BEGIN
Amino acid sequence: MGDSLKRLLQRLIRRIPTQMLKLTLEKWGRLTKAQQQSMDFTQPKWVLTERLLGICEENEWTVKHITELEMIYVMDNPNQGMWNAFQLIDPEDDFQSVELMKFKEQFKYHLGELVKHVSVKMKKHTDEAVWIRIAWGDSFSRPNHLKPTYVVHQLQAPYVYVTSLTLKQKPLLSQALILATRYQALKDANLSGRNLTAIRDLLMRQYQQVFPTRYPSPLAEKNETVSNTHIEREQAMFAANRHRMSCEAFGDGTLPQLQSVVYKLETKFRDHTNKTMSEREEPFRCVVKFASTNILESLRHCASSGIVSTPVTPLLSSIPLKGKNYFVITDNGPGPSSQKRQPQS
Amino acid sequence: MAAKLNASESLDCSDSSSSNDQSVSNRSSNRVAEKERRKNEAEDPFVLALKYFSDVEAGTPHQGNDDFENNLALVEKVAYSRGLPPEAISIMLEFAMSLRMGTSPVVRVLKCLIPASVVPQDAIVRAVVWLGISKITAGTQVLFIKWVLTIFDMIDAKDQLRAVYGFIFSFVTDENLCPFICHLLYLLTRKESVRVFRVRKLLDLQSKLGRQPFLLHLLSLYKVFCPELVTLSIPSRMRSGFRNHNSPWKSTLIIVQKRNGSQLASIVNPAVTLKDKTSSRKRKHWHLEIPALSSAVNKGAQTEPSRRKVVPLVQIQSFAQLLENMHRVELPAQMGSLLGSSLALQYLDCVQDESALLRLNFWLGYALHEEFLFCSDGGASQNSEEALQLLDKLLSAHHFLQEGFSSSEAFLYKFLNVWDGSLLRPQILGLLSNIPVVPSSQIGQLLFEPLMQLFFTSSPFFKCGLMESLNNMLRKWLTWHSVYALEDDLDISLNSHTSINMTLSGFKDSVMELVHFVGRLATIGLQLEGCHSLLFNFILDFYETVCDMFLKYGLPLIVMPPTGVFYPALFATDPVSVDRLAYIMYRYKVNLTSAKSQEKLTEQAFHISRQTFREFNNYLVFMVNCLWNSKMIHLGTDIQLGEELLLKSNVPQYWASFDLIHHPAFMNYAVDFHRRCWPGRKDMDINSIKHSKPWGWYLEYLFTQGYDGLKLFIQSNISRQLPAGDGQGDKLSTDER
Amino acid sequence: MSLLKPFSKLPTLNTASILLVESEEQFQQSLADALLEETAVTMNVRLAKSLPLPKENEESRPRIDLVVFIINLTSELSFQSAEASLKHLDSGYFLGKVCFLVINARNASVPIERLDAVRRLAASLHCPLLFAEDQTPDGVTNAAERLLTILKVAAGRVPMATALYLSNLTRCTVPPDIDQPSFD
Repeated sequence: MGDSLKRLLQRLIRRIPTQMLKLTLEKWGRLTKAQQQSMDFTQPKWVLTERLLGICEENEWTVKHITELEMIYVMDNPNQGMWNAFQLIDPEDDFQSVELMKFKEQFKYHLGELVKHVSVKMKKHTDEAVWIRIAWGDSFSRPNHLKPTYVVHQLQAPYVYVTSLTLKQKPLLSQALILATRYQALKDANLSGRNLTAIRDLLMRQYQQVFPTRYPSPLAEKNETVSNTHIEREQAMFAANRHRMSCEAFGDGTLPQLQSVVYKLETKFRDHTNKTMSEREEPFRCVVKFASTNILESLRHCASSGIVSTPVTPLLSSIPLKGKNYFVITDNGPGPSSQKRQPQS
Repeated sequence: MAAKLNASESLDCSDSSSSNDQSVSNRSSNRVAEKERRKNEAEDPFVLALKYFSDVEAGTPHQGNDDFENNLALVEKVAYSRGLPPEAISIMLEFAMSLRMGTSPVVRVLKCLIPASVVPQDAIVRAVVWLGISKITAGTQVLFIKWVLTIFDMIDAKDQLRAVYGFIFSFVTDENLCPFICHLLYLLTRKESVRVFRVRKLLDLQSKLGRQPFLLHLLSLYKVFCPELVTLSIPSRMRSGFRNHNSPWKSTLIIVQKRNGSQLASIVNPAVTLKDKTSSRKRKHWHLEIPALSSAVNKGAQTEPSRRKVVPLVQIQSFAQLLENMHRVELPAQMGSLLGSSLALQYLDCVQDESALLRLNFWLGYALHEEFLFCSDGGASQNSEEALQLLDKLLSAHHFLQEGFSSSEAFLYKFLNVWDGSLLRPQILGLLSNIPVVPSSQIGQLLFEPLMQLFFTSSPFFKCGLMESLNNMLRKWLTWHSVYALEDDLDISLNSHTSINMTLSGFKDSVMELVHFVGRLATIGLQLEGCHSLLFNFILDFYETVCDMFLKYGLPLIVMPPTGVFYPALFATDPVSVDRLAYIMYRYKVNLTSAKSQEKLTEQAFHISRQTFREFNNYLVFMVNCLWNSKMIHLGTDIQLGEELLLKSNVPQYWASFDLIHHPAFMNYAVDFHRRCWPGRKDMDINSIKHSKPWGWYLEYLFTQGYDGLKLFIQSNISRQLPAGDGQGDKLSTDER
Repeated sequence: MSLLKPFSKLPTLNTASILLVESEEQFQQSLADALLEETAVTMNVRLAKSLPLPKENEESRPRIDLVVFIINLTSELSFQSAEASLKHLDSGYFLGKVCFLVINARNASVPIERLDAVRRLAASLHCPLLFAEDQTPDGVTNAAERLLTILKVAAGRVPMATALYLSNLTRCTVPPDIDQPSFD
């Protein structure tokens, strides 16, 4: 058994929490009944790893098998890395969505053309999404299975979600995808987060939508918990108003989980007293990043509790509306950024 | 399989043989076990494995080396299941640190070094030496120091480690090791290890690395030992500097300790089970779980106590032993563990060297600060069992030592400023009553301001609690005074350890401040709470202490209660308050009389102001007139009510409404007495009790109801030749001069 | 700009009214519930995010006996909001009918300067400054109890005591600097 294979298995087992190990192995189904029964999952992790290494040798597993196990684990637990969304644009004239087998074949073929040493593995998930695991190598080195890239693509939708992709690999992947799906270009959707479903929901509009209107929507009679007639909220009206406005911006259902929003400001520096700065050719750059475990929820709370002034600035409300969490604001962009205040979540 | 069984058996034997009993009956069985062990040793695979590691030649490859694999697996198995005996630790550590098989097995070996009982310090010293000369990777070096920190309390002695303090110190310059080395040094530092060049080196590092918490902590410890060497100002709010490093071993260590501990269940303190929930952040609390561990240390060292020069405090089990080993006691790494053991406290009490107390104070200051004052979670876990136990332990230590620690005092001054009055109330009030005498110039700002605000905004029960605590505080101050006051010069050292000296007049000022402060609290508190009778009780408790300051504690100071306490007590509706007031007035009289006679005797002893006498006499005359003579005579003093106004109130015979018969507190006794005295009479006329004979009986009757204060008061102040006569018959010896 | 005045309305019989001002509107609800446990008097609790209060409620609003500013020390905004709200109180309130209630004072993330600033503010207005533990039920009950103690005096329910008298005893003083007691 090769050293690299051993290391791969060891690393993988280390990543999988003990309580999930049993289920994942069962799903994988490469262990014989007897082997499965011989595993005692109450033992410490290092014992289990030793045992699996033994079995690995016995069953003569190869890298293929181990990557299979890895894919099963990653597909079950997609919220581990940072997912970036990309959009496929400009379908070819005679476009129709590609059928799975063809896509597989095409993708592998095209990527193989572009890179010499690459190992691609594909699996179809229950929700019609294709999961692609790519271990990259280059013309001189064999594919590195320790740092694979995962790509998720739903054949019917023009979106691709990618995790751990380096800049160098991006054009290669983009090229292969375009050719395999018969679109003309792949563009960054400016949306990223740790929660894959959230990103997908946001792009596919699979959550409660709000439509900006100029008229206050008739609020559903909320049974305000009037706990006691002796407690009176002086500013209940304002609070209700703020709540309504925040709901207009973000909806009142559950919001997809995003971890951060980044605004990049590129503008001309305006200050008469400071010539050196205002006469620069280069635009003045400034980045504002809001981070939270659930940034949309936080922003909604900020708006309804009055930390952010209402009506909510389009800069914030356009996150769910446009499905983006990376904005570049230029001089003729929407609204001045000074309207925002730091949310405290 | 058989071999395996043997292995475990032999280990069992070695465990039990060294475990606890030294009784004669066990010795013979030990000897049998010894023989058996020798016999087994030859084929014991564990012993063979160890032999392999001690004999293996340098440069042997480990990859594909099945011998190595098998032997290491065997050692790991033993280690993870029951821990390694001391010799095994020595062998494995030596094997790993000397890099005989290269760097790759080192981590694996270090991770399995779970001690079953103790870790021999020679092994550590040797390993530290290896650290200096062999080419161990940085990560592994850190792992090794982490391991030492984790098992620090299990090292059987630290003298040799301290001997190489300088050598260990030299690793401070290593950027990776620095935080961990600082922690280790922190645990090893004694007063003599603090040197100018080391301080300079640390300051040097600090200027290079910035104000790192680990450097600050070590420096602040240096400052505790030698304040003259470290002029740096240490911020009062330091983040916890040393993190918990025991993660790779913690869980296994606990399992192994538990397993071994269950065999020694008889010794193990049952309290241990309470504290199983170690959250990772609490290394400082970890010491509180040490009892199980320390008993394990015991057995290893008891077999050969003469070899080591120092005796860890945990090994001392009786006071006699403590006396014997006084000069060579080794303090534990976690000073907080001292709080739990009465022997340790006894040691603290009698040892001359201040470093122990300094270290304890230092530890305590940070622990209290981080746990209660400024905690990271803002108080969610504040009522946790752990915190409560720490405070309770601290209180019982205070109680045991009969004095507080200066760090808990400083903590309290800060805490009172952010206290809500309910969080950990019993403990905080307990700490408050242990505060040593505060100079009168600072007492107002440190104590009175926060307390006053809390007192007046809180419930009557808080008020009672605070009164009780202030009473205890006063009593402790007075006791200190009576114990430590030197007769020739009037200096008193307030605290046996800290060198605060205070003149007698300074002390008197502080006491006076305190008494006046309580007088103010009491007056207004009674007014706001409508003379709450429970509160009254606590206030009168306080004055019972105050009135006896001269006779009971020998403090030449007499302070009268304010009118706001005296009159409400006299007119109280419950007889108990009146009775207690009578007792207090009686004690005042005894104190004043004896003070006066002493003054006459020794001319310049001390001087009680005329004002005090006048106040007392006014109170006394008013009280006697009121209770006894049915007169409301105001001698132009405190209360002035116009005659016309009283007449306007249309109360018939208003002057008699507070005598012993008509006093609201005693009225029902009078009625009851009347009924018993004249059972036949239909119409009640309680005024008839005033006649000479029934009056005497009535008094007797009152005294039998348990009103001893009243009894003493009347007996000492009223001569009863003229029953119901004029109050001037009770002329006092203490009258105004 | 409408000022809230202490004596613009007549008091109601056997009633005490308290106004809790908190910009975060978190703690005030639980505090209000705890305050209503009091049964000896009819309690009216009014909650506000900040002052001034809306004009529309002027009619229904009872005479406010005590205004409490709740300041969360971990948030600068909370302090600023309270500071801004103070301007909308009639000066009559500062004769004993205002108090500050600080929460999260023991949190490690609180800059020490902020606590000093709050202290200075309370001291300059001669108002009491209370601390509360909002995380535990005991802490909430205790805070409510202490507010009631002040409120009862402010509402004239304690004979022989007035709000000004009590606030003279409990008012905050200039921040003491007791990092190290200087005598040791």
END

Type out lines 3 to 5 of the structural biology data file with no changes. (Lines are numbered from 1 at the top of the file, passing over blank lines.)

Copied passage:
Amino acid sequence: MSLLKPFSKLPTLNTASILLVESEEQFQQSLADALLEETAVTMNVRLAKSLPLPKENEESRPRIDLVVFIINLTSELSFQSAEASLKHLDSGYFLGKVCFLVINARNASVPIERLDAVRRLAASLHCPLLFAEDQTPDGVTNAAERLLTILKVAAGRVPMATALYLSNLTRCTVPPDIDQPSFD
Repeated sequence: MGDSLKRLLQRLIRRIPTQMLKLTLEKWGRLTKAQQQSMDFTQPKWVLTERLLGICEENEWTVKHITELEMIYVMDNPNQGMWNAFQLIDPEDDFQSVELMKFKEQFKYHLGELVKHVSVKMKKHTDEAVWIRIAWGDSFSRPNHLKPTYVVHQLQAPYVYVTSLTLKQKPLLSQALILATRYQALKDANLSGRNLTAIRDLLMRQYQQVFPTRYPSPLAEKNETVSNTHIEREQAMFAANRHRMSCEAFGDGTLPQLQSVVYKLETKFRDHTNKTMSEREEPFRCVVKFASTNILESLRHCASSGIVSTPVTPLLSSIPLKGKNYFVITDNGPGPSSQKRQPQS
Repeated sequence: MAAKLNASESLDCSDSSSSNDQSVSNRSSNRVAEKERRKNEAEDPFVLALKYFSDVEAGTPHQGNDDFENNLALVEKVAYSRGLPPEAISIMLEFAMSLRMGTSPVVRVLKCLIPASVVPQDAIVRAVVWLGISKITAGTQVLFIKWVLTIFDMIDAKDQLRAVYGFIFSFVTDENLCPFICHLLYLLTRKESVRVFRVRKLLDLQSKLGRQPFLLHLLSLYKVFCPELVTLSIPSRMRSGFRNHNSPWKSTLIIVQKRNGSQLASIVNPAVTLKDKTSSRKRKHWHLEIPALSSAVNKGAQTEPSRRKVVPLVQIQSFAQLLENMHRVELPAQMGSLLGSSLALQYLDCVQDESALLRLNFWLGYALHEEFLFCSDGGASQNSEEALQLLDKLLSAHHFLQEGFSSSEAFLYKFLNVWDGSLLRPQILGLLSNIPVVPSSQIGQLLFEPLMQLFFTSSPFFKCGLMESLNNMLRKWLTWHSVYALEDDLDISLNSHTSINMTLSGFKDSVMELVHFVGRLATIGLQLEGCHSLLFNFILDFYETVCDMFLKYGLPLIVMPPTGVFYPALFATDPVSVDRLAYIMYRYKVNLTSAKSQEKLTEQAFHISRQTFREFNNYLVFMVNCLWNSKMIHLGTDIQLGEELLLKSNVPQYWASFDLIHHPAFMNYAVDFHRRCWPGRKDMDINSIKHSKPWGWYLEYLFTQGYDGLKLFIQSNISRQLPAGDGQGDKLSTDER